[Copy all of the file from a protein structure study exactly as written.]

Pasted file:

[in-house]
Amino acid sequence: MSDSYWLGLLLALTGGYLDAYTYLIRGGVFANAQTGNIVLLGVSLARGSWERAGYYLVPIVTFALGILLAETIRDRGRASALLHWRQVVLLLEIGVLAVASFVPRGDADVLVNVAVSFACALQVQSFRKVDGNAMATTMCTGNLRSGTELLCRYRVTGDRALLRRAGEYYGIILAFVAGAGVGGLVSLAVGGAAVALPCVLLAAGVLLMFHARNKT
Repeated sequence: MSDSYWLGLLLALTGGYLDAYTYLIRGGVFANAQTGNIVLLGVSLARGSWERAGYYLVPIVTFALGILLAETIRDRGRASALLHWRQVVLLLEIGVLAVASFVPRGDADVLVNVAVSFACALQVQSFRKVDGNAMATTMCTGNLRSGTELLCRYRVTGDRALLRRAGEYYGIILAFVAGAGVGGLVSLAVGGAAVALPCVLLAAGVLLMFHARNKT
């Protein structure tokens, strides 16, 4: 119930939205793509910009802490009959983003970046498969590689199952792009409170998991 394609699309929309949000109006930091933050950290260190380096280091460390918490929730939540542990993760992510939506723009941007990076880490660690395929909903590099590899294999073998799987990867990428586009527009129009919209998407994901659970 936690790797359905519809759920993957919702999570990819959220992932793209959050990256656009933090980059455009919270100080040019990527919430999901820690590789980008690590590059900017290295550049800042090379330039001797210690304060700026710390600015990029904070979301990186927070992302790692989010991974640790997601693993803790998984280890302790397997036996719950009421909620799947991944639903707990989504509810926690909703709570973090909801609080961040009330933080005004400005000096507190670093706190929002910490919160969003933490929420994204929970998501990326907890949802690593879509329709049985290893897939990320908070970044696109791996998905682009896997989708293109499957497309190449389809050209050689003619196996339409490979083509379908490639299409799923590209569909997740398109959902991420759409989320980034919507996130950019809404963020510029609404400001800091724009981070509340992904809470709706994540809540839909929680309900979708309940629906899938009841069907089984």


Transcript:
[in-house]
Amino acid sequence: MSDSYWLGLLLALTGGYLDAYTYLIRGGVFANAQTGNIVLLGVSLARGSWERAGYYLVPIVTFALGILLAETIRDRGRASALLHWRQVVLLLEIGVLAVASFVPRGDADVLVNVAVSFACALQVQSFRKVDGNAMATTMCTGNLRSGTELLCRYRVTGDRALLRRAGEYYGIILAFVAGAGVGGLVSLAVGGAAVALPCVLLAAGVLLMFHARNKT
Repeated sequence: MSDSYWLGLLLALTGGYLDAYTYLIRGGVFANAQTGNIVLLGVSLARGSWERAGYYLVPIVTFALGILLAETIRDRGRASALLHWRQVVLLLEIGVLAVASFVPRGDADVLVNVAVSFACALQVQSFRKVDGNAMATTMCTGNLRSGTELLCRYRVTGDRALLRRAGEYYGIILAFVAGAGVGGLVSLAVGGAAVALPCVLLAAGVLLMFHARNKT
């Protein structure tokens, strides 16, 4: 119930939205793509910009802490009959983003970046498969590689199952792009409170998991 394609699309929309949000109006930091933050950290260190380096280091460390918490929730939540542990993760992510939506723009941007990076880490660690395929909903590099590899294999073998799987990867990428586009527009129009919209998407994901659970 936690790797359905519809759920993957919702999570990819959220992932793209959050990256656009933090980059455009919270100080040019990527919430999901820690590789980008690590590059900017290295550049800042090379330039001797210690304060700026710390600015990029904070979301990186927070992302790692989010991974640790997601693993803790998984280890302790397997036996719950009421909620799947991944639903707990989504509810926690909703709570973090909801609080961040009330933080005004400005000096507190670093706190929002910490919160969003933490929420994204929970998501990326907890949802690593879509329709049985290893897939990320908070970044696109791996998905682009896997989708293109499957497309190449389809050209050689003619196996339409490979083509379908490639299409799923590209569909997740398109959902991420759409989320980034919507996130950019809404963020510029609404400001800091724009981070509340992904809470709706994540809540839909929680309900979708309940629906899938009841069907089984």